The holiday season is a magical time, full of rituals, routines, and mysterious celebrations to anticipate. When I was a little girl, I went to Catholic school from kindergarten through eighth grade, and every Christmas was the same. The music instructor would start teaching us how to sing a new carol for the annual Christmas show. The art teacher would show us how to craft ornaments to hang on our trees at home. When we attended weekly mass after lunchtime, the altar was adorned with an Advent wreath holding pink and purple candles. Each week, the priest would light one candle and share lessons from the Nativity story.
At home, my mom would start making traditional West Indian drinks like sorrel, made from hibiscus petals, and ginger beer. My dad would play Christmas steel pan music by Panazz on the stereo while we cleaned the house and strung lights on the banister. Granny would come over and help my mom bake black cake and sweet bread with raisins.
In a time before WhatsApp and Skype made international calling essentially free, prepaid phone cards would be bought in abundance to call the family back in Trinidad and exchange holiday greetings. My parents hosted a Christmas Day celebration at our house every year for our family based in the States. I loved the cozy feeling of everyone being together, listening to Daisy Voisin sing parang music, eating a thick slice of buttered homemade bread while the old folks talked about life back home.
What made those holidays so special were the family and friends that I spent the time with and the love that we shared for one another. Equally important was the routine, satisfyingly repetitive nature of the Christmas season. I knew how the holidays would unfold. Although I may be an adult now, I still love this time of year for the same reasons: family, friends, and familiarity.
Creativity is Self-care
No matter what you celebrate this season—be it Chanukkah, Kwanzaa, Christmas, or the Winter Solstice—this year’s festivities will be different. Large family gatherings, holiday dinner parties, and even office parties will be replaced with Zoom meetings, FaceTime calls, and instant messages. It’s yet another thing we have to sacrifice to protect our loved ones.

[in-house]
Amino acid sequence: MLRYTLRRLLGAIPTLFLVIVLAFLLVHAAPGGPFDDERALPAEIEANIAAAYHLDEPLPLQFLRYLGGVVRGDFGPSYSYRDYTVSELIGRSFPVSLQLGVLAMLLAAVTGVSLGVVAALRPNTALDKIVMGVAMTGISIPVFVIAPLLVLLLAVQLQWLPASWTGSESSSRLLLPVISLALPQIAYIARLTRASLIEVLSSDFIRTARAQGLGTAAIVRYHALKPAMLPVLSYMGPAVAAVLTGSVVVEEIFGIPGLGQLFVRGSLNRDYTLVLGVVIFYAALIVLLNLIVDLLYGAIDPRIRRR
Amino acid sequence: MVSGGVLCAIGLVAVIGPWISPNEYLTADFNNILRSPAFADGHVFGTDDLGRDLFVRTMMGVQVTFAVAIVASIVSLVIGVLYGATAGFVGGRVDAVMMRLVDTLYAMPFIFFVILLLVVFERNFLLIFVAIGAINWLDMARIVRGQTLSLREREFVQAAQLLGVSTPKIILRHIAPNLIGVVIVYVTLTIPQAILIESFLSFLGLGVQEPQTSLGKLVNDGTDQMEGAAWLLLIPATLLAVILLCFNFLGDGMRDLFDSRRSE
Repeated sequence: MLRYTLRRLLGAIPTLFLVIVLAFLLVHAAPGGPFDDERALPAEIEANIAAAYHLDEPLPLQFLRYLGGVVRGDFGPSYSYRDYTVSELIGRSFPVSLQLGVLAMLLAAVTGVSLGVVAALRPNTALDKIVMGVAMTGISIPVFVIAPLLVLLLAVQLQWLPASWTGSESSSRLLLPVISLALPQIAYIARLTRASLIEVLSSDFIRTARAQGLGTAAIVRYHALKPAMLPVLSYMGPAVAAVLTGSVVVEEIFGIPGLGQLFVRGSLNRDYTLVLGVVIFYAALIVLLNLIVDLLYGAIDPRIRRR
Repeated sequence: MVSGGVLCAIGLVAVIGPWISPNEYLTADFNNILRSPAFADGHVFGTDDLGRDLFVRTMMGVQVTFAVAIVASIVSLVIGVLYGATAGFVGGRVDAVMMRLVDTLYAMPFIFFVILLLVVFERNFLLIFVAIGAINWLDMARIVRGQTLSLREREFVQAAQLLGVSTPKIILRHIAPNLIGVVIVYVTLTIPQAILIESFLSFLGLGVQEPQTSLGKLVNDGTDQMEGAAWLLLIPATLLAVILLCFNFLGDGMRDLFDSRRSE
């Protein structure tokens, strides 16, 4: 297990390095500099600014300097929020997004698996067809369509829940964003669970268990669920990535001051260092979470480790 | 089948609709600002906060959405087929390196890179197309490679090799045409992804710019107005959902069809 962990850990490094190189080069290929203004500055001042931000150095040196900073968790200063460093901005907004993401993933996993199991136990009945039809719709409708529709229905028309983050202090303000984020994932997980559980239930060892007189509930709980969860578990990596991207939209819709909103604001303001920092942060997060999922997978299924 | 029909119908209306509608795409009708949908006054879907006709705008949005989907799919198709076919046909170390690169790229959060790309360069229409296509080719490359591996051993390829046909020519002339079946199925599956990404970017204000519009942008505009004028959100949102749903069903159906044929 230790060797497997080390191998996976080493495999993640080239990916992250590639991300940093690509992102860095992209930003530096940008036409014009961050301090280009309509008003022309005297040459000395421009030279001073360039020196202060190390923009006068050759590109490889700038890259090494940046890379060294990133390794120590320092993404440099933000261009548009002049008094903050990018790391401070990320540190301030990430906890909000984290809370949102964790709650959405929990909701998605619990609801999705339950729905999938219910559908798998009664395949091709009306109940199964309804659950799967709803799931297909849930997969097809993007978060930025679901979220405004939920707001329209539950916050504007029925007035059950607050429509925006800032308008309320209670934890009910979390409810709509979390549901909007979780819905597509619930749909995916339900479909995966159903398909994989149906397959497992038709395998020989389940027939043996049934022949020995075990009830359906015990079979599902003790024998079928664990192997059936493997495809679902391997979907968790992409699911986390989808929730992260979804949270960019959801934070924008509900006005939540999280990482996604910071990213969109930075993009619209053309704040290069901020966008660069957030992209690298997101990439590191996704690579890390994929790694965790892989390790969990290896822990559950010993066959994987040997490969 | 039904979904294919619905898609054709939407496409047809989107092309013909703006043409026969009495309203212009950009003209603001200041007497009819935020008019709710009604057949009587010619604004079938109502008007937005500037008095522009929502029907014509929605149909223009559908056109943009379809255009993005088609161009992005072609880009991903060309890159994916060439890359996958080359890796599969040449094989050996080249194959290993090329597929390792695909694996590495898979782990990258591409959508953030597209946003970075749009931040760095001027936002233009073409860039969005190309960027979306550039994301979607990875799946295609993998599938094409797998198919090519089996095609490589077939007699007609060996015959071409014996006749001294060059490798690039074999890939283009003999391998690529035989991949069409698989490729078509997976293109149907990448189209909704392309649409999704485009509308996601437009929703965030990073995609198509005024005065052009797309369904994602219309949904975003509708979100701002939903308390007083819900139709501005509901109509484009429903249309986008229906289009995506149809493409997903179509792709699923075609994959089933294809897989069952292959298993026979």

In an interview with Scott Berinato of Harvard Business Review, author and grief expert David Kessler explains that we are collectively grieving because the world has changed dramatically, and we deeply feel the loss of how things used to be before Covid-19. He says, “It’s absurd to think we shouldn’t feel grief right now. Let yourself feel the grief and keep going.”
Sometimes our emotions have no words, and the only way to express them is through making something with our hands.
How do we keep going when we are collectively experiencing such a total loss of identity, tradition, and normalcy?
There are many things that we should have in our self-care arsenal this year, but if I had to distill it down to a top three list, I would say: a good therapist, frozen meals for days when you don’t feel like cooking, and a creative outlet to express yourself.
We often think of creativity as an extracurricular activity—something fun that we get to do once we’ve finished all the errands that we have to do. But creativity has potent healing power and can be an effective way to process grief and keep ourselves going during this difficult time. Sometimes our emotions have no words, and the only way to express them is through making something with our hands.
Creativity is Meditation
Think about the last garment that you made. When you were ready to cut, first you spread your fabric out on a flat surface, smoothing out any ripples. Then, you carefully placed your pattern pieces over the top, paying close attention to the grainline and folds.
Next, you likely set down weights onto the pattern pieces to keep them in place while you carefully cut. There is a process to fabric preparation. It is familiar, it is unchanging, and you have to slow down to get things right. You have to be in the moment.
The same thing goes for once you’ve cut out your pattern pieces and moved to your machine, ready to sew. When you have the front and back bodice pieces sandwiched together under the presser foot, you’re paying attention to several things at once: you’re making sure the seam allowance is consistent; you’re gently guiding the fabric along without tugging on it; you’re taking care not to rush so the stitching comes out evenly. In this moment, you are present, and you are mindful.
When we allow ourselves to be fully present in the moment, it can be almost meditative. Our heart rate slows down, our breathing becomes deeper, and we become more in tune with little details. Where we are, what we’re doing, who we are—it is enough.